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Album: Who Are You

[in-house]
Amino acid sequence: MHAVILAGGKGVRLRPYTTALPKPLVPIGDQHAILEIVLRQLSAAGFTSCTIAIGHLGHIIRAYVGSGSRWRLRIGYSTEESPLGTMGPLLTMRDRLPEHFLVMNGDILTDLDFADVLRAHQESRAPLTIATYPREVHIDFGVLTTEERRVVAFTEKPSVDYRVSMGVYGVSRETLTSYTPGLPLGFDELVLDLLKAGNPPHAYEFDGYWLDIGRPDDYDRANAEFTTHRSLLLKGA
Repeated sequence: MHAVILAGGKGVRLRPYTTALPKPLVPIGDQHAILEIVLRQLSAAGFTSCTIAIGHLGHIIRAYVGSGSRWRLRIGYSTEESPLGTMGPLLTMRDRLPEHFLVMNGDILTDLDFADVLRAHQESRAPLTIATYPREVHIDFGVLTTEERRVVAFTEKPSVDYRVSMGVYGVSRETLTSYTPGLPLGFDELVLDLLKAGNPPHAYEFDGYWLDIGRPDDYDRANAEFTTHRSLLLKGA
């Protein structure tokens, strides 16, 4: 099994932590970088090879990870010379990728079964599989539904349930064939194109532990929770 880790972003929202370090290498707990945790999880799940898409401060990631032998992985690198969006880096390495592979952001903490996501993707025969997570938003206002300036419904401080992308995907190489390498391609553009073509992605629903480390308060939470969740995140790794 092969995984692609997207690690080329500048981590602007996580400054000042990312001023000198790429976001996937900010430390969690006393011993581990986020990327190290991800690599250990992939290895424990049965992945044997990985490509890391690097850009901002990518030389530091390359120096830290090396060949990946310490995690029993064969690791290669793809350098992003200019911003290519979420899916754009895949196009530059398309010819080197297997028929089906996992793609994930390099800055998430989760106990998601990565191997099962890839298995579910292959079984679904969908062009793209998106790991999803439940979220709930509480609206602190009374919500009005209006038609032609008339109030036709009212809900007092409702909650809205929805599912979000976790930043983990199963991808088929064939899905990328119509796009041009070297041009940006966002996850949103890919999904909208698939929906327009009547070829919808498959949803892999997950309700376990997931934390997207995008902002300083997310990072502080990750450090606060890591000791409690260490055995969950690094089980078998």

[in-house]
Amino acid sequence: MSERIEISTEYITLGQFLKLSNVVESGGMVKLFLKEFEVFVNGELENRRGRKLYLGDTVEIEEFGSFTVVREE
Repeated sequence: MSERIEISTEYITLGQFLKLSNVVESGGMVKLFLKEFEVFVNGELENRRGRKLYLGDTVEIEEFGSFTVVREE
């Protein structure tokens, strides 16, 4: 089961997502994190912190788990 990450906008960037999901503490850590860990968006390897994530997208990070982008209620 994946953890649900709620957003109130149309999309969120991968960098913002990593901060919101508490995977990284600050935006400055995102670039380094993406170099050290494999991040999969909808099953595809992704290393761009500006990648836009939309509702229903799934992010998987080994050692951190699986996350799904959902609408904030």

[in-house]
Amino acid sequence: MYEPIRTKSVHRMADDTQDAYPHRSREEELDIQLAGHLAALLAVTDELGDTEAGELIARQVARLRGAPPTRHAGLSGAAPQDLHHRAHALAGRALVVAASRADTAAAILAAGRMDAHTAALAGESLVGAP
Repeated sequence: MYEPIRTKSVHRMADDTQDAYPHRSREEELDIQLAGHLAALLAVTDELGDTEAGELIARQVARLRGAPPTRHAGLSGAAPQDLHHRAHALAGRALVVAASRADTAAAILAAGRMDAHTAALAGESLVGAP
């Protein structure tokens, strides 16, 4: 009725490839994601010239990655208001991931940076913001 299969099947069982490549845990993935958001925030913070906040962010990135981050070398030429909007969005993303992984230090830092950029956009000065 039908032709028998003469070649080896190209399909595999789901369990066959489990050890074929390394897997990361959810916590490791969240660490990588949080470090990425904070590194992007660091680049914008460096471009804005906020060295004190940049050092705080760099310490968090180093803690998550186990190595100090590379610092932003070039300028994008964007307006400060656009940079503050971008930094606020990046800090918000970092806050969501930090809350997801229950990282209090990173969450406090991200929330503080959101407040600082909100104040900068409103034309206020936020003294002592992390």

Who Are You is the eighth studio album by English rock band the Who, released on 18 August 1978 by Polydor Records in the United Kingdom and MCA Records in the United States. The album received mixed reviews from critics, though it was a commercial success, peaking at number 2 on the US charts and number 6 on the UK charts. Who Are You was the Who's last album to feature Keith Moon as their drummer; Moon died three weeks after the album's release. The paradoxical nature of the text "Not To Be Taken Away" that was stenciled on Moon's chair on the album cover was noted by some critics. Moon's death brought concerns that the band would have to fold. He was ultimately replaced by Kenney Jones. Who Are You was recorded at the time when punk rock became highly popular. However, this was not reflected in the album's music, which incorporates elements of progressive rock and, according to biographer Tony Fletcher, it was produced in such a way as to appeal to commercial rock radio at the time. The album showcased some of Townshend's most complicated arrangements, with multiple layers of synthesizer and strings. Many of the songs also revisited themes from Townshend's long-contemplated Lifehouse project, featuring lyrics about songwriting and music as a metaphor for life, as indicated by titles like "Guitar and Pen", "New Song", "Music Must Change", and "Sister Disco". The latter two, along with "Who Are You", ultimately appeared on Lifehouse Chronicles, Townshend's later actualization of the project. Several of the song's lyrics also reflect Townshend's uncertainty about the Who's continued relevance in the wake of punk rock, and his dissatisfaction with the music industry. There was a three-year hiatus between Who Are You and the Who's previous album, The Who by Numbers. The band was drifting apart during this period, as band members were working on various solo projects, and Moon was driving deeper into drug and alcohol abuse. The initial sessions at Ramport Studios, produced by Glyn Johns and Jon Astley, were lackadaisical; Jon Astley recalled that "no one wanted to work", and the members looked forward more to drinking and reminiscing at six in the evening. Astley felt that he and Johns pushed Moon too hard to play a simpler style, while Johns believed that Moon had "lost confidence in his ability" and would deliberately go out of his way to resist his suggestions. Astley was initially reluctant to work with the Who, given that he was Townshend's brother in law, but agreed as long as he worked with Johns, whom he enjoyed working with. Moon's health was especially an object of concern, as his drumming skills had noticeably deteriorated and his performances for most of the sessions were substandard. He was unable to play in 6/8 time on the track "Music Must Change", so drums were removed completely from the track, and replaced with the sound of footsteps and a few cymbal crashes. Bassist John Entwistle remarked that he "couldn't think of anything to play." On another occasion, Astley recalled, "I was doing a drum track, and he hadn't learned the song. I actually had to stand up and conduct. He said, 'Can you give me a cue when you get to the middle part?' He hadn't done his homework." Entwistle similarly described him as "really out of condition", and "disgusted with himself" as a result. The recording was further delayed when lead singer Roger Daltrey underwent throat surgery, and, during a lengthy Christmas break, Townshend sliced his hand in a window during an argument with his parents. Former Zombies and Argent member Rod Argent was also called in to replace session keyboardist John "Rabbit" Bundrick after Bundrick suffered a broken arm falling out of a taxi at the studio door. When the sessions resumed in March, they were moved to RAK Studios, which caused further delays due to the equipment malfunctioning, including the wiping of a backing track. Astley stated that the RAK equipment made the existing material sound different when played back, necessitating further delays as he attempted to fix the audio problems. In one incident, Daltrey punched Johns in the face due to an argument over a rough mix, rendering him unconscious. The argument was fueled by Ted Astley adding a string arrangement to "Had Enough", which Daltrey derided as "slushy". After a long and frustrating day at work, Townshend planned to fire Moon from the band unless he cleaned up his act. The plan drove Moon to attempt to kick his alcohol habit and work more enthusiastically. Due to a prior commitment to produce the Joan Armatrading album To the Limit, Johns had to leave in April, with Astley remaining as sole producer. Under Astley's command, the sessions returned to Ramport, with all of the drums except for "Who Are You" recorded in the last two weeks of production. Who Are You was released on 18 August 1978. Moon died on 7 September 1978, just under a month after the album's release; on the cover, he is shown sitting in a chair labelled "Not to be taken away". Photographer Terry O'Neil had insisted Moon sit with the back of the chair facing the camera so as to hide his distended stomach, a result of his alcoholism. "Sister Disco" seemed to mourn the death of disco, although it could be construed to be a criticism of it. It featured complicated synthesiser tracks that were the result of hours Townshend spent programming an ARP 2600 synthesiser. The song was never performed with Moon. However, it was performed regularly when the Who toured with Kenney Jones as drummer, and quickly became a live favourite. It was included on the band's 2002 Ultimate Collection album. It was also revived for their fall 2008 tour. The song "Empty Glass" appeared as a bonus track on reissues of the album. The lyrics in this version were notable for having more suicidal undertones than those in the final version, which appeared on Pete Townshend's 1980 solo album Empty Glass. Most notably, the line, "Killing each other, then we jump off the ledge" was changed to "Killing each other by driving a wedge" for the latest version. The album was a commercial success, going 2× platinum in the US and Canada, gold in UK, and peaking at number 2 on the Billboard Pop Albums chart. The soundtrack to Grease prevented Who Are You from achieving number 1 status in the US. The success of Who Are You generated excitement at the prospect of a new Who tour for the album. However, the album is surrounded by tragedy for Who fans due to Moon's death shortly after the album's release. The songs on the album were later performed on tour in 1979, when the Who were joined by new drummer Kenney Jones and keyboardist John Bundrick. Bundrick had been invited to play on the album, but broke his arm falling out of a taxi at the studio door and was unable to participate. Across the band's entire career, just slightly less than half of the album has been played live. "Who Are You" was the first of the album's songs to be performed live; this was at a concert in the band's 1976 tour at the Maple Leaf Gardens in Toronto, Ontario, albeit in a very raw and abbreviated version extremely different from the finished product. Another early and abbreviated live performance with Moon can be found on the DVD The Who at Kilburn: 1977. It was also played as part of the encore for the Who's 2012 "Quadrophenia and More" tour. On the Who's 1979 tour, only four songs were played live: "Sister Disco", "Music Must Change", "Trick of the Light", and "Who Are You". On that tour, "Sister Disco" was played quite close to the studio version, except that the guitar outro was changed from country-style to a more bluesy one, except in 1989, where Townshend used acoustics, and 2008–09, where he could switch his Fender from 'electric mode' to 'acoustic mode'. Townshend actually stated in an interview that this was one of his least favourite songs to perform live (the other being "Dreaming from the Waist"), as Daltrey encouraged Townshend to share a microphone whilst harmonizing on the final vocal tag, evoking a camaraderie Townshend stated didn't really exist. It was played in the tours of 1979, 1980, 1981, 1982, 1989, 2008 and 2009. "Music Must Change" was often given an extended workout live, with performances usually ranging from seven to nine minutes. It was played in the 1979, 1980 and 1981 tours; it was rehearsed for the 2002 tour, but Entwistle died before the start of that tour and the band were not able to perform the song. The Who have not been known to play "New Song", "Had Enough", "905", "Guitar and Pen", and "Love Is Coming Down". However, the John Entwistle Band used to play the Entwistle-penned songs. Re-releases In 1985, MCA Records released the album on CD. There were no extra tracks on this CD, as it only contained songs from the original LP. In 1996, the album was reissued on CD. This re-release was remixed and remastered by Jon Astley and Andy Macpherson; some of the elements from the original mixes were eliminated or changed, including an alternate guitar track on "Music Must Change", while other elements were restored, such as "Trick of the Light" being restored to its full length of 4:45. This remaster included five bonus tracks: outtakes "Empty Glass" and "No Road Romance", and alternate mixes for "Guitar and Pen", "Love Is Coming Down", and "Who Are You". On 24 December 2011, Universal Japan reissued the original analogue mixes of the album on limited, numbered edition SHM-CD, remastered by Jon Ashley. The bonus tracks from the 1996 album were also included using vintage mixes where possible; however, the full band version of "No Road Romance" was included instead of Townshend's demo from the 1996 issue. The album was reissued in a miniature replica of the vinyl album for CD. In 2014, the album was released in its original mixes on HDtracks and iTunes, along with the rest of the Who's catalog. User-contributed text is available under the Creative Commons By-SA License; additional terms may apply.